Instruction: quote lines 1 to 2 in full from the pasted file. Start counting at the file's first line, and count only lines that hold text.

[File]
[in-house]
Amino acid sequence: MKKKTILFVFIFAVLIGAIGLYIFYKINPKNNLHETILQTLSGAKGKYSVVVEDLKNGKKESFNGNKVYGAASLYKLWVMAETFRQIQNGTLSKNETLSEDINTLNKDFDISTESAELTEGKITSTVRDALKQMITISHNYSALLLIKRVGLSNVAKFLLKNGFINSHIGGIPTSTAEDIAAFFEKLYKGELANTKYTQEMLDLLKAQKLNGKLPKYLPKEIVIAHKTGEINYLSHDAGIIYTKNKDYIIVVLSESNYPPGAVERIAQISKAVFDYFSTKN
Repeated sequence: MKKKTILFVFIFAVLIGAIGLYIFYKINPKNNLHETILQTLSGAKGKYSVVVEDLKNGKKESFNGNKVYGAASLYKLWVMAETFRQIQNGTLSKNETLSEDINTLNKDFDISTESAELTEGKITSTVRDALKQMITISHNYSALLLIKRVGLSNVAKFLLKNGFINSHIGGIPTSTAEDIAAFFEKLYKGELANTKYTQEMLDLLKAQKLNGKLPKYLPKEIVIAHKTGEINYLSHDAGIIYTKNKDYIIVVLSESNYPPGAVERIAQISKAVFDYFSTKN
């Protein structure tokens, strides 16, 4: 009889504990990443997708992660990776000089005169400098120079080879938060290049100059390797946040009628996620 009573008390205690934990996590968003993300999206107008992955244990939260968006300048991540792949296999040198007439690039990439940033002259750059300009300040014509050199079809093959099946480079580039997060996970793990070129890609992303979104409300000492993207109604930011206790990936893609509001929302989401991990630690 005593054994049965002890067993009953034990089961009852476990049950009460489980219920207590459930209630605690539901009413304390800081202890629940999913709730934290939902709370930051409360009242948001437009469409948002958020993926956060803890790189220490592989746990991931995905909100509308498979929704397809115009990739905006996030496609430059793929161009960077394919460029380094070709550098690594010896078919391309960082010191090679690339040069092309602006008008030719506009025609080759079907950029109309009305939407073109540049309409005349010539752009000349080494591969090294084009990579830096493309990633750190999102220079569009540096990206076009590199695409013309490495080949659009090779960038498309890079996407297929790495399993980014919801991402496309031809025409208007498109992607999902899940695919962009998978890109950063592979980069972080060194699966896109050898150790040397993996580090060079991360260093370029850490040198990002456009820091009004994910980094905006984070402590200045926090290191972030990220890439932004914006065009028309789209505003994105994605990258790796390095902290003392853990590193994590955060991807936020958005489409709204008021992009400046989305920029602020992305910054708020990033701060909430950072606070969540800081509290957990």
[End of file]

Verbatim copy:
[in-house]
Amino acid sequence: MKKKTILFVFIFAVLIGAIGLYIFYKINPKNNLHETILQTLSGAKGKYSVVVEDLKNGKKESFNGNKVYGAASLYKLWVMAETFRQIQNGTLSKNETLSEDINTLNKDFDISTESAELTEGKITSTVRDALKQMITISHNYSALLLIKRVGLSNVAKFLLKNGFINSHIGGIPTSTAEDIAAFFEKLYKGELANTKYTQEMLDLLKAQKLNGKLPKYLPKEIVIAHKTGEINYLSHDAGIIYTKNKDYIIVVLSESNYPPGAVERIAQISKAVFDYFSTKN